Being from Alaska, the buildings around are historic from 1920s, 1950s, or 1970s+. Then I walk into the Oldest Wooden School in St. Augustine, Florida. It changes you. Next I will be looking for structures and areas of the Americas which man lived before Columbus 'discovered' America?

Submitted by cynthiak at: November 5, 2008
Every aspect of Historic Preservation is invaluable. Especially given the historical significance of this presidential election. Not only should we strive to move forward, to change, but the significance of any program of historical context should not be dealt with as an "afterthought". Too much can be lost in such a minimal amount of time

Submitted by Sara at: November 5, 2008
Economy: leveraging money, providing jobs Public land use & protection (join Forest Service, BLM, e.g.) Stewardship--NPS budget--all sites need work!

Submitted by Claire at: November 5, 2008
I think all of them should be priorities. One additional priority that should be addressed is how we communicate preservation principles to the general public. We need to understand their needs and communicate preservation ideals in a way that shows an understanding of the different views of all involved.

Submitted by Miss Kitty at: November 5, 2008
Buffalo, NY's historic west side neighborhood is in danger of being torn down for a truck plaza for new bridge to Canada. It is not necessary to destroy this neighborhood. Other options exist, but have not been seriously considered. It's shameful.

Submitted by Sarah at: November 5, 2008
One issue that concerns me that falls somewhat under "preparedness" is the willingness to pre-empt preservation and environmental legislation in the name of National Security. Our borders haven't changed in decades, so the acquistion of baseline inventory information for future planning should be done before there is a critical need. Then, when facilities must be built on our borders, or other significant impacts are created, historic places and the environment can be considered. Other endangered areas should be treated the same way. The effects of Katrina on New Orleans were of no surprise to scientists, only to politicians. Other similarly endangered areas are certainly known.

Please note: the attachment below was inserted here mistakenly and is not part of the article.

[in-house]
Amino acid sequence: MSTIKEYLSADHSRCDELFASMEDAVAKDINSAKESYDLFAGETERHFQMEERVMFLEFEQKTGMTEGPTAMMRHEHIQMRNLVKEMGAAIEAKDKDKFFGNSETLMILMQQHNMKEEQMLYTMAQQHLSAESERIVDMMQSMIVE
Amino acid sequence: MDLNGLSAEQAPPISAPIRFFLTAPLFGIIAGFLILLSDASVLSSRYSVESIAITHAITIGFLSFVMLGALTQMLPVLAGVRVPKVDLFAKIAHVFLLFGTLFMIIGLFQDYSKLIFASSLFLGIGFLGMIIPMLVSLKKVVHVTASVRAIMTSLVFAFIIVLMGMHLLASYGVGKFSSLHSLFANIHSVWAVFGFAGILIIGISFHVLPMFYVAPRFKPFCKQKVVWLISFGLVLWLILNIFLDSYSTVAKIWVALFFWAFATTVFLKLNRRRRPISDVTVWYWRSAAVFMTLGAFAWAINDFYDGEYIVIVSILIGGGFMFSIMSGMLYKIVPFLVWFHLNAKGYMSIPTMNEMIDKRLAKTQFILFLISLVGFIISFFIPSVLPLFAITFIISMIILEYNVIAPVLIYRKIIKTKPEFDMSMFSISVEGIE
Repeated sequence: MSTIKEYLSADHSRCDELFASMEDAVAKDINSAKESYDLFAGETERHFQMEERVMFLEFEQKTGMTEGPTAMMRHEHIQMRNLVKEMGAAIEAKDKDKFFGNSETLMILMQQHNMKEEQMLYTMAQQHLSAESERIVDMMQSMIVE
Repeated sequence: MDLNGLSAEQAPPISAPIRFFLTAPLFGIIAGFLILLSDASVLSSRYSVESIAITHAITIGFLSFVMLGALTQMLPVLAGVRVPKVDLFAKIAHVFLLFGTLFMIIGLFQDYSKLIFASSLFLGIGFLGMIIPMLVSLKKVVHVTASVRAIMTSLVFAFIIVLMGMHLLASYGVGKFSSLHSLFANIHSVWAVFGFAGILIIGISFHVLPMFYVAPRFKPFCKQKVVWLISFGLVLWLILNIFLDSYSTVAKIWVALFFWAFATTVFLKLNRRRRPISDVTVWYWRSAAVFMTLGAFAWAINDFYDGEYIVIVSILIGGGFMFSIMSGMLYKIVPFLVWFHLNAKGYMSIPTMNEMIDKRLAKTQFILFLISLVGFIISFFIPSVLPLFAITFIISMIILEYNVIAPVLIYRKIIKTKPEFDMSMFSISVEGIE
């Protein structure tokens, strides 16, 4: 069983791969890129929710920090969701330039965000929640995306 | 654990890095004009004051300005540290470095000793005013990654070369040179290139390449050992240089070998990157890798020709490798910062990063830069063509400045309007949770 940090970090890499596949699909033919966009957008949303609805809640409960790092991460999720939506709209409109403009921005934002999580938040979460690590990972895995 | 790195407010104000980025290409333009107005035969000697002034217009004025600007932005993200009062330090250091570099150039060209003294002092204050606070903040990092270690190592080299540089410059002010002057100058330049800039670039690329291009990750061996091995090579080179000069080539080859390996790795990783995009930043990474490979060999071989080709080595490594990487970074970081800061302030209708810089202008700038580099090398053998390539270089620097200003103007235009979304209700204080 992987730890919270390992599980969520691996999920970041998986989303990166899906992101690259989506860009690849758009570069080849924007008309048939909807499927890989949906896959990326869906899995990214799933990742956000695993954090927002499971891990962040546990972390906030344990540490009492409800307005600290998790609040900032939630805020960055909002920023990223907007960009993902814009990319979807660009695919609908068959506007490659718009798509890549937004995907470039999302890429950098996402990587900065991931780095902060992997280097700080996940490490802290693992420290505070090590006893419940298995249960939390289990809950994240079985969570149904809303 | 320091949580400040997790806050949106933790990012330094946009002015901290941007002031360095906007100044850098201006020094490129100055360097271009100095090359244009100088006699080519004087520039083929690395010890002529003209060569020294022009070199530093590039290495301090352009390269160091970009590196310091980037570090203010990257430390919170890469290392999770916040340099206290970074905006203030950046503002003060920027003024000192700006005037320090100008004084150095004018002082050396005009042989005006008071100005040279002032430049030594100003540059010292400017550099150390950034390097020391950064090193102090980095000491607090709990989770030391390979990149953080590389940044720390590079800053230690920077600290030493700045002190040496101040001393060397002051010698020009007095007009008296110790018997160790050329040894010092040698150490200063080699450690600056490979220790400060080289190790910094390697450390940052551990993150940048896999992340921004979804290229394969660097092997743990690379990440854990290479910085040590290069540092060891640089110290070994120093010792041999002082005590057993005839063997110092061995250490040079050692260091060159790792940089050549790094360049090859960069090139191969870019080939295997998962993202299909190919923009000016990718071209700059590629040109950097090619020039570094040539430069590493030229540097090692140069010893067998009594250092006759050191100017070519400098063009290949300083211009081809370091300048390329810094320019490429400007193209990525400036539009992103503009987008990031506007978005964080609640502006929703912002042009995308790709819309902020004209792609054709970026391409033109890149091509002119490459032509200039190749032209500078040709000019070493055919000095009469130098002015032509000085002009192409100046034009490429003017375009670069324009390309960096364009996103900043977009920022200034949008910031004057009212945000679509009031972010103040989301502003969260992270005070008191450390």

Submitted by fed contractor at: November 5, 2008
Federal officials need to be educated and have a mandate to commit resources to historic preservation. The current laws are not being enforced. Major lack of commitment on all levels except for the few federal historic preservation officers. The NPS is loosing experienced professionals in droves due to lack of funding and interest by those in power.

Submitted by aggie at: November 5, 2008
Need Economic Support and Sustainability for small towns before they are lost. Help needed for my crumbling and threatened small town with over 100 yrs of common man's architecture in 1 sq. mile, including the town's founder house built in the 1850s and the Commander's House moved from the nearby 1880s Fort (both need rehab). The built history is slowly disappearing and taking with it the town's character which had sustained the town's economy. We are becoming a nuisance for travelers on the federal highway going through the middle of town to some place else. Traditional outdoor recreation has diminish from a devastating fire last year which scorched thousand of acres of the mountain side of vegetation (and within feet of burning the town). This year in the same location of the fire, a heavy thunderstorm sent mud flows down the denuded canyons damaging historic homes, roads, vegetation and laying a wide swath of four foot deep mud/ash outside the creek bed. Although the uncontroled fire and mud flows came from Forest Service land there were no plans to do rehabilitation after the fire, nor after the mud flow. Now before congress there is legislation to make this same area a federal Wilderness Area with the threat remaining. I am sure there are many other small town with the like problems and do not have the where-with-all to solve.